Dr Mitra called the Pandara Road crowd a 'cheerful collective of young dreamers,' united in its 'love and pride for the newly Independent India,' despite 'sharp disparities in background, temperament and attitude.'
Dr Shreekant Sambrani recalls his encounters with the legendary economist who passed into the ages.
Illustration: Dominic Xavier/Rediff.com
Pratik Kanjilal in his moving memories (external link: 'Subversive devil,' The Indian Express, May 3, 2018) refers to the latter's last collection of columns begins shortly after Independence in 30 Pandara Road, a D II flat close to India Gate in New Delhi.
The flat in question was allotted to my maternal uncle B N Datar, a brilliant M Sc (Statistics) from London.
After a stint as labour commissioner with the Bombay government after 1947, he moved to Delhi at the urging of Gulzarilal Nanda who was the first deputy chairman of the planning commission and the planning minister.
Mr Datar headed the fledgling labour and employment division, eventually becoming advisor (labour and employment) to the commission and becoming the member-secretary of the national commission on labour headed by Justice P B Gajendragadkar (both post-retirement).
The commission produced a seminal report decades ahead of its time, which like most such reports, remained on the shelf and is probably not even accessible now.
Mr Datar was a widower (his young son, my contemporary, stayed with his maternal aunt, Mrs Gajendragadkar, in Mumbai) living alone in his roomy but downmarket flat (so considered in Lutyen's status-conscious Delhi due to its D II tag). So he shared the flat with his early colleagues in the newly-formed Indian Economic Service.
That is how K N Raj, I G Patel, Sharad Marathe, Ashok Mitra, et al, ending with Manu Shroff, became Datarji's (as he was affectionately addressed by all, in deference to his age seniority) flatmates serially.
Datarji's circle drew all the smart young men and women then working hard for a luminous emerging India.
It included J J Anjaria (nominally, Dr Patel's boss as the chief economic adviser), Dharma Venkataraman (later Kumar) and K S Krishnaswami from the Reserve Bank of India, Jagadish Bhagwati and Padma Desai (who were an item even then) from the university, Hiten Bhaya recently retired as a naval commodore, Chanchal and Latika Sarkar, Mohit Sen (the Communist parliamentarian), George Verghese, among others and the current and past flatmates.
They were all bright scholars with advanced degrees from renowned institutions who also shouldered important responsibilities at relatively young ages.
Dr Raj had drafted the First Five Year Plan virtual single-handedly while not yet 30.
Drs Anjaria and Patel were the high priests of economic policy, while Dr Marathe performed a similar function at Udyog Bhawan.
Commodore Bhaya was shortly to head each of the three public sector steel plants serially.
The group regularly met for Sunday brunches, mostly at 30 Pandara Road (and later at the nearby and more spacious 42 Wellesley Road, a C II flat allotted to Datarji) catered by Krishnan, Datarji's versatile major-domo and master South Indian chef who held a day job as a government office attendant and occupied the servant's quarters in Datarji's flat.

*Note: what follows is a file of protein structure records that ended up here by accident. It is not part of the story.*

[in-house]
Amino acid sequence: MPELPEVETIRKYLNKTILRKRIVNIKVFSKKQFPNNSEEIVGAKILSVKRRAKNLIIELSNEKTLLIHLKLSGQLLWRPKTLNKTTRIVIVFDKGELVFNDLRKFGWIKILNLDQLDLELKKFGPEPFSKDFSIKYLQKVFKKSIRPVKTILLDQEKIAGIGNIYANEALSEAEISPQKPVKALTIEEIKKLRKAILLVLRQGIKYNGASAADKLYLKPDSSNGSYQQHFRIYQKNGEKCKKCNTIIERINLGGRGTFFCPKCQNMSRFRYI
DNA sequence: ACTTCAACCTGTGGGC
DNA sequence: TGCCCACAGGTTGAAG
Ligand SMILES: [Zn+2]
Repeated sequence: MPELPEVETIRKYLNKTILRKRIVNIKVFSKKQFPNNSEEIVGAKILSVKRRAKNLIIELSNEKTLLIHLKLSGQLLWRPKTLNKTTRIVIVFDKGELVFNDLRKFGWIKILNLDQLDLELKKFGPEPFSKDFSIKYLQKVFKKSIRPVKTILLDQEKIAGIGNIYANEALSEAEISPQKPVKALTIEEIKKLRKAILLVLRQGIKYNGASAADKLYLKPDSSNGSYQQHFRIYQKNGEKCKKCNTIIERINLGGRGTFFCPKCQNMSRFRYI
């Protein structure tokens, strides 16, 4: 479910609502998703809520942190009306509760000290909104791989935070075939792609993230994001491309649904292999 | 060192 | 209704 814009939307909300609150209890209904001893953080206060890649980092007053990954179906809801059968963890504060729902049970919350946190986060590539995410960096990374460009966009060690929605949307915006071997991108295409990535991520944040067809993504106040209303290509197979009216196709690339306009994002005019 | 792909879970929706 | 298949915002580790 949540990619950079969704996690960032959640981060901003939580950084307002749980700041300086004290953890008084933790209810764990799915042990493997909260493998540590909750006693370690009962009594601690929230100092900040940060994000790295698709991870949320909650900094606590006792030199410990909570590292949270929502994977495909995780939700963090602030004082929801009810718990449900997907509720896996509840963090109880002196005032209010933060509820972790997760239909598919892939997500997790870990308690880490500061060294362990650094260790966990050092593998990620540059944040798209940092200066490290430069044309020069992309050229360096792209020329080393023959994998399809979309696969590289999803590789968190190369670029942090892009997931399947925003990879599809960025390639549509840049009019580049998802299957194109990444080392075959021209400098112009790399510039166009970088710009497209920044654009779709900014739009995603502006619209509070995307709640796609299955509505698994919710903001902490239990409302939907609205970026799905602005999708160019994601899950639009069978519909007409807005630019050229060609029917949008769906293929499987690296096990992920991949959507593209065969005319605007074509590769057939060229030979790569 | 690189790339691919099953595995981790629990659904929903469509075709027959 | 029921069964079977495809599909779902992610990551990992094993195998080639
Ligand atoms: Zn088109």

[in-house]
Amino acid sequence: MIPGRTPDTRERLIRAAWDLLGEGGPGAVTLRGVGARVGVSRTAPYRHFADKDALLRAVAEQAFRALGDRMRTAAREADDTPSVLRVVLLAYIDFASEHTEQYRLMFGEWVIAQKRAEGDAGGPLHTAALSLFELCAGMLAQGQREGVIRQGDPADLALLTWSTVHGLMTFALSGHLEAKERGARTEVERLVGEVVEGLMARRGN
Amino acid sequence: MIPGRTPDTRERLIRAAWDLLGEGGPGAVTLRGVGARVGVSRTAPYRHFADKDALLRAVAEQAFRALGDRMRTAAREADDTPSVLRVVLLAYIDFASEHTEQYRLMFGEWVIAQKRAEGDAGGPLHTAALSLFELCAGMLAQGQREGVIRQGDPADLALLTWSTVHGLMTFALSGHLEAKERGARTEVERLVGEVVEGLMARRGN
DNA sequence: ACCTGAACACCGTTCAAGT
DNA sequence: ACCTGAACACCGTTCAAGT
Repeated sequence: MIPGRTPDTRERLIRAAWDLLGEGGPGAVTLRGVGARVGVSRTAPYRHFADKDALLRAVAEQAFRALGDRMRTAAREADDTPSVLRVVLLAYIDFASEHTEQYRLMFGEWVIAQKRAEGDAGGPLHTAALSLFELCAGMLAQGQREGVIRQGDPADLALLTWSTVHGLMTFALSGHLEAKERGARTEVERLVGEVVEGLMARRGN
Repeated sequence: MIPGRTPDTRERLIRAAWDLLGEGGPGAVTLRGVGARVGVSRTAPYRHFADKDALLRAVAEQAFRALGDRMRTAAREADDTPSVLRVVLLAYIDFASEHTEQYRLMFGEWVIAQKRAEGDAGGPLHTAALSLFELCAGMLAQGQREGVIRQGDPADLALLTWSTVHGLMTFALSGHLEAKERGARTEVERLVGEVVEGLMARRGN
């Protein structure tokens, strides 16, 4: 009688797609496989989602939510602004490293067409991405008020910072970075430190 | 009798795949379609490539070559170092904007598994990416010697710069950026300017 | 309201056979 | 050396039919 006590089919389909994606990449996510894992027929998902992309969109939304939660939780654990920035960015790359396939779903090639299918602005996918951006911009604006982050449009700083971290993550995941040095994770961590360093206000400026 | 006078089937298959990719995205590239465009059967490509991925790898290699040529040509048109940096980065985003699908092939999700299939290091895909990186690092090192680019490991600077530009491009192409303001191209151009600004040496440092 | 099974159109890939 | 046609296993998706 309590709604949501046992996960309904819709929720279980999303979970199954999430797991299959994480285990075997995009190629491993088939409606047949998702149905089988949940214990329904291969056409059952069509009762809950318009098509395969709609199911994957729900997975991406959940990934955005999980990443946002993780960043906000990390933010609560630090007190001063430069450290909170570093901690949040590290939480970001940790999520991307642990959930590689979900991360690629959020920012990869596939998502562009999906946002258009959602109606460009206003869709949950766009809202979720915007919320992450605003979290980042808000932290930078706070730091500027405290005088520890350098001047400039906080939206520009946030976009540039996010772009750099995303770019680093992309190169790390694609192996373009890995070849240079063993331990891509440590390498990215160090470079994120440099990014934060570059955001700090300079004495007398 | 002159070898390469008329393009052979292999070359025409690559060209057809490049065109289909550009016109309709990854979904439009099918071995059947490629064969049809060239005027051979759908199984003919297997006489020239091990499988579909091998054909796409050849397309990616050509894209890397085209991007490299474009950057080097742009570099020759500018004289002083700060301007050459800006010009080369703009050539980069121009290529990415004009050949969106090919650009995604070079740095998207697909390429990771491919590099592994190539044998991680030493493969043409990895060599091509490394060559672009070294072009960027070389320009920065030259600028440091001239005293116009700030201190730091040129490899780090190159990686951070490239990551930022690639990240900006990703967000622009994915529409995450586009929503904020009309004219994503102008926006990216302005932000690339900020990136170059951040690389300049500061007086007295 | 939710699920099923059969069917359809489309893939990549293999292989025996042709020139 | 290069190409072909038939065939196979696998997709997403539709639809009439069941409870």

These were long affairs, lasting four or more hours, and no topic was taboo. Someone would be returning from a trip abroad, or there could be a visiting foreign economist, many of whom considered Yojana Bhawan an important stopover.
The group eagerly quizzed them about what the papers in London or New York were saying in those dark days with no Internet.
What conversations they were, full of information, gentle humour and not a trace of envy! We visiting children were avid listeners and were encouraged to talk without fear, even though we understood little of what was said.
Some of these took us out for ice-cream treats at the air-conditioned comfort of York's (a great luxury in those days) in what was then Connaught Place. Scintillating conversations continued here as well, with considerable light-hearted banter.
Such was the influence of this galaxy for a young nephew visiting his uncle that he switched his discipline a decade later to economics after receiving highly regarded degrees in engineering from the Indian Institute of Technology-Bombay and Northwestern University.
I met Dr Mitra twice in my adult life. The first was when he came for a lecture in Ahmedabad in the mid-1970s. He was the chairman of the Agriculture Prices Commission. I was at the Indian Institute of Management-Ahmedabad then. He came home for a cup of tea.
That is when I learnt that he had had a term at the Indian Institute of Management-Calcutta at the behest of Commodore Bhaya, its first director. And what a team he built there!
The other time was during a visit to Kolkata much later, when he had just resigned as the state finance minister.
When I thought I could write commentary in popular press, Datarji told me to keep reading Calcutta Diary (as it was then called) in the Economic and Political Weekly and see if I could emulate Dr Mitra by writing well on a wide variety of topics.
I have followed that advice religiously (but with scant success); I have seldom received wiser counsel.
In the present parlance, 30 Pandara Road would be a chummery. Dr Mitra called the Pandara Road crowd a "cheerful collective of young dreamers," united in its "love and pride for the newly Independent India," despite "sharp disparities in background, temperament and attitude."
That was Datarji's great nursery of brilliant young minds.